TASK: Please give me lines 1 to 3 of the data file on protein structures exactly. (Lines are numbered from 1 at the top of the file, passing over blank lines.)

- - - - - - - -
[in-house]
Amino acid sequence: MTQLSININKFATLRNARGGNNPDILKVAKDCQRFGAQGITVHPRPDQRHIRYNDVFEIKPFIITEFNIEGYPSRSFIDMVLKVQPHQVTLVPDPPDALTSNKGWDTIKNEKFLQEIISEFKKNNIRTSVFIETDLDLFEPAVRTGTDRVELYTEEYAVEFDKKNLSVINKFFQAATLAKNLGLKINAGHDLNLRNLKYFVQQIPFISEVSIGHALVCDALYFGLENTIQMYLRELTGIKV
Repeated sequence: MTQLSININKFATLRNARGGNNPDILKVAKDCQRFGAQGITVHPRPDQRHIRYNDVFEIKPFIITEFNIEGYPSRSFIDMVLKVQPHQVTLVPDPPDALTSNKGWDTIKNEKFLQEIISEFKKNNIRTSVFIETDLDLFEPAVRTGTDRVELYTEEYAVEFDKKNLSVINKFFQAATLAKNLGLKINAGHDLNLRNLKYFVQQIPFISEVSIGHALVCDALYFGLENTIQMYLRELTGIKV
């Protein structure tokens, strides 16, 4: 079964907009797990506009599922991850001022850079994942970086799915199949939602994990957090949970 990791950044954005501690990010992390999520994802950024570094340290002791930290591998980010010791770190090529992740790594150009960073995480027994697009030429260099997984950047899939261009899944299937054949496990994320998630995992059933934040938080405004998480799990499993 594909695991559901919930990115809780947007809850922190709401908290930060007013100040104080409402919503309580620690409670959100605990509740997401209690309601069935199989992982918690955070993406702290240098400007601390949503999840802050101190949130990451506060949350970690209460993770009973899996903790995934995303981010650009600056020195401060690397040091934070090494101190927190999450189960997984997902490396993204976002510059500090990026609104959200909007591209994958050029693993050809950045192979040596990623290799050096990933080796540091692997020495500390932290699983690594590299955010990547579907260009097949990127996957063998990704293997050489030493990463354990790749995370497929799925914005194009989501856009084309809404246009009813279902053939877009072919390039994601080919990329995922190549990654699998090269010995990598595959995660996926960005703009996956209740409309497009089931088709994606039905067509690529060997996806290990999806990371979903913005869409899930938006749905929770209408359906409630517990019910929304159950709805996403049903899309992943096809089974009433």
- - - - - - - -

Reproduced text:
[in-house]
Amino acid sequence: MTQLSININKFATLRNARGGNNPDILKVAKDCQRFGAQGITVHPRPDQRHIRYNDVFEIKPFIITEFNIEGYPSRSFIDMVLKVQPHQVTLVPDPPDALTSNKGWDTIKNEKFLQEIISEFKKNNIRTSVFIETDLDLFEPAVRTGTDRVELYTEEYAVEFDKKNLSVINKFFQAATLAKNLGLKINAGHDLNLRNLKYFVQQIPFISEVSIGHALVCDALYFGLENTIQMYLRELTGIKV
Repeated sequence: MTQLSININKFATLRNARGGNNPDILKVAKDCQRFGAQGITVHPRPDQRHIRYNDVFEIKPFIITEFNIEGYPSRSFIDMVLKVQPHQVTLVPDPPDALTSNKGWDTIKNEKFLQEIISEFKKNNIRTSVFIETDLDLFEPAVRTGTDRVELYTEEYAVEFDKKNLSVINKFFQAATLAKNLGLKINAGHDLNLRNLKYFVQQIPFISEVSIGHALVCDALYFGLENTIQMYLRELTGIKV